Micrografts and Minigraft Megasession Hair Transplantation: Review of 100 Consecutive Cases

Exciting advances in hair transplantation have been introduced in recent years, particularly the use of a large number of micrografts (containing only one or two hairs) and minigrafts (containing three or four hairs) in a single hair transplantation megasession. A megasession consists of the placement of more than 1000 grafts in a single session.

This study includes data from 105 consecutive micrograft and minigraft megasessions performed between March 1994 and August 1996 in 100 patients, with a follow-up of 5 months to 33 months. The patients included 96 men and four women whose ages ranged from 21 to 67 years, with an average age of 42 years.

In this procedure a horizontal ellipse of scalp harvested from the donor’s occipital area is used to make grafts under 3.5 loupe magnification. The grafts are inserted through slits in the recipient area, and the donor site is closed primarily. All of the procedures were done at my office surgical suite with the patients under intravenous sedation and local anesthesia. This procedure was found to be safe and predictable. The only complications encountered were a hypertrophic donor site scar in one patient (I %) and self resolving ingrown hairs (cysts) in nine patients (9%). Ninety-seven patients (97%) were satisfied with the results obtained after one session. Three patients (3%) who were dissatisfied with the results after one session were pleased with the results obtained after a second procedure.

For the most part the various procedures available over the years to treat male pattern baldness have tended to require too many sessions and leave too much scarring, and have yielded an unnatural result. In recent years the use of micrografts was introduced in an effort to obtain a more natural appearance in the front hairline after use of traditional hair transplantation techniques. (1-15)Micrografts were able to camouflage the front hairline by providing a transition zone of fine hairs before the wall of hair that begins abruptly with use of flaps; micrografts were also able to camouflage the “corn row” appearance of conventional round plugs. (16-18)More recently the use of a large number of micrografts and minigrafts to cover an entire area of baldness has opened up new possibilities for the treatment of male pattern baldness. Use of these grafts makes it possible to complete a hair transplantation in just one or two sessions without visible scarring and provides a natural result over the entire head.(19-21)

Between March 1994 and August 1996 I performed micrograft and minigraft megasessions in 113 patients. Thirteen patients were eliminated from this study because they were either lost to follow-up or had not been monitored for a long enough period. I performed 105 megasessions in the remaining 100 patients, all of whom were followed up closely from between 5 months to 33 months. Ninety-five patients underwent a single megasession, and five patients underwent two megasessions. The number of micrografts and minigrafts implanted in each patient per megasession ranged from 1000 to 2500. The majority of patients undergoing hair transplantation today receive approximately 2000 grafts.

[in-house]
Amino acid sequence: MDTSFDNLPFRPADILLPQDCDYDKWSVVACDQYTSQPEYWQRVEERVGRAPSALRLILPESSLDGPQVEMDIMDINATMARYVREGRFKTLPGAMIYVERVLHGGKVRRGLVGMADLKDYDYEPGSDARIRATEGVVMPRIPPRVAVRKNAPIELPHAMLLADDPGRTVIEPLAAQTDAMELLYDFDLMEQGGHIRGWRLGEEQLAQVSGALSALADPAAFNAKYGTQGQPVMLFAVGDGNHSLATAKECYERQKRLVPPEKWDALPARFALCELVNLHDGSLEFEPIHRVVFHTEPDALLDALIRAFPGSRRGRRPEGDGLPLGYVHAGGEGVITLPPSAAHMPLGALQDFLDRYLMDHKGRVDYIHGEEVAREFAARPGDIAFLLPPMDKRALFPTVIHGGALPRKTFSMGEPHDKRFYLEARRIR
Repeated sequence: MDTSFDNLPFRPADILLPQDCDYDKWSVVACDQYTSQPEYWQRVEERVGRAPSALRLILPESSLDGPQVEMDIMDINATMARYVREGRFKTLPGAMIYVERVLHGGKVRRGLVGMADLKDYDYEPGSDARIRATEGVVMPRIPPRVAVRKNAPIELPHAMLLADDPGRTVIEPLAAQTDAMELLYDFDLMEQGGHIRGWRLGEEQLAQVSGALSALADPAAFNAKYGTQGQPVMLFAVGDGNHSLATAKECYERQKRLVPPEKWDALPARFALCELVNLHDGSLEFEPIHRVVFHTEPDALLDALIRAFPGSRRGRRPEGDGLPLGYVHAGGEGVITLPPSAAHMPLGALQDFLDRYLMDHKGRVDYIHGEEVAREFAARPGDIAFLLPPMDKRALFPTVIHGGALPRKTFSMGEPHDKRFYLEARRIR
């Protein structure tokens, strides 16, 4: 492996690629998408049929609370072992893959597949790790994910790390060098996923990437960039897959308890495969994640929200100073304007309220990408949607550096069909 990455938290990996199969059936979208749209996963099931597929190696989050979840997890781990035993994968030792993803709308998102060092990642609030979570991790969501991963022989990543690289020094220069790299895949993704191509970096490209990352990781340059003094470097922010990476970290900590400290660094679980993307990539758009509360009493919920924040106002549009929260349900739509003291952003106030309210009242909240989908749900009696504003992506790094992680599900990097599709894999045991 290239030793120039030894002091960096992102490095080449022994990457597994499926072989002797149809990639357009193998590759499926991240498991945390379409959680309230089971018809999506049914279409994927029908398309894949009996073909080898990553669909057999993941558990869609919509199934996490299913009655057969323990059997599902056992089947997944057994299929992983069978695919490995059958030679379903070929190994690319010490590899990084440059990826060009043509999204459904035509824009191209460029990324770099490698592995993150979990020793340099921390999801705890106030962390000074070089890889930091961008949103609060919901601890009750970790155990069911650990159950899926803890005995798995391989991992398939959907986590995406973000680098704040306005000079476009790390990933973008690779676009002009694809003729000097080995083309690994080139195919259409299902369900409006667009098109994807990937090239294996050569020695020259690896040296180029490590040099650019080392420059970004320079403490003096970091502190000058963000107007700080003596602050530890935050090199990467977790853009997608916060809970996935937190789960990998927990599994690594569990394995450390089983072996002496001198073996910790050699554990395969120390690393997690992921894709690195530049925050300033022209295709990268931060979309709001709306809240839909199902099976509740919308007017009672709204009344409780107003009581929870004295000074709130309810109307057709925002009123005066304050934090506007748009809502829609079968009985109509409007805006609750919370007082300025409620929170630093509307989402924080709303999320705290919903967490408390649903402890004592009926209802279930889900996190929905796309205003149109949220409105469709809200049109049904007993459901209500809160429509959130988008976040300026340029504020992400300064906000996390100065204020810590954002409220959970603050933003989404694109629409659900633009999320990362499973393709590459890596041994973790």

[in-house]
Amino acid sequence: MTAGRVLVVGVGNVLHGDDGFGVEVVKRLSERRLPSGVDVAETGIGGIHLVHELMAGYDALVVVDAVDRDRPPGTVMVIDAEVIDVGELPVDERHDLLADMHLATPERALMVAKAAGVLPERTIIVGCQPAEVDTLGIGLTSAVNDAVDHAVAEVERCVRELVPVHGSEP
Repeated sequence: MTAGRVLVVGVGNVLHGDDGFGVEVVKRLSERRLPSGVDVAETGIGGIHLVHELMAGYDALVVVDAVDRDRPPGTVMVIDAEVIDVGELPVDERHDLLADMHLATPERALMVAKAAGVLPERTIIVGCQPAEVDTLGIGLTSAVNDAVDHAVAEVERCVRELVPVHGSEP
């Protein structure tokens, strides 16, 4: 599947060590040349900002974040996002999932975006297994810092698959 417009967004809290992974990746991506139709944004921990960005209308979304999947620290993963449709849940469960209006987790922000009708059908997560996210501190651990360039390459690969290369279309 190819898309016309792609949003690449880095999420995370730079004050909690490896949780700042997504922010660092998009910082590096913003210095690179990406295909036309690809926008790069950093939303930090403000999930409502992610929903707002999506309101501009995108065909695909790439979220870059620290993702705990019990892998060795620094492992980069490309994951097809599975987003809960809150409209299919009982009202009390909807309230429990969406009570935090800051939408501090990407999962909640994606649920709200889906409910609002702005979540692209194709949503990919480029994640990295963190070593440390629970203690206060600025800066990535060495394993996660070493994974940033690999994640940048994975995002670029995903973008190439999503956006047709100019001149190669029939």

As I have become more comfortable with this technique I have occasionally performed other aesthetic procedures at the same time as the hair transplantation procedure. These aesthetic procedures have included primarily upper eyelid blepharoplasty, upper and lower lid blepharoplasty, rhinoplasty, otoplasty, and liposuction. In addition, when performing a face lift I sometimes use the pieces of scalp that are normally discarded to make micrografts and minigrafts and insert them in areas where these grafts are needed.


I use a four-person surgical team for all hair transplantation cases. The patient, who is in the supine position, is sedated with intravenous Versed (midazolam) and Sublimaze (fentanyl citrate). For a local anesthetic I use Marcaine (bupivacaine) 0.5% with epinephrine 1:200,000 (usually a total of 40 ml) to block the supraorbital, supratrochlear, and occipital nerves, Subsequently tumescence is induced in both the donor and recipient areas with use of 0.5% Xylocaine (lidocaine) with epinephrine 1:200,000. (Usually a total of 150 ml is used throughout the procedure.) With a No. 10 scalpel blade a horizontal ellipse of scalp measuring 10 to 25 cm long by 1.5 to 2 cm wide (depending on the number of grafts to be made and the thickness of the hair in the donor area) is harvested from the occipital area (Figure 1, A). The area is subsequently undermined and closed primarily.

With the patient in the supine position and his or her head turned to one side, I harvest half of the ellipse. As I am closing the donor site my assistants start making grafts from the harvested section of scalp (Figure 1, B and Q. The patient’s head is then turned in the opposite direction so I can harvest the second half of the ellipse. Several interrupted sutures and a running suture of 3 “0” Prolene close the incision.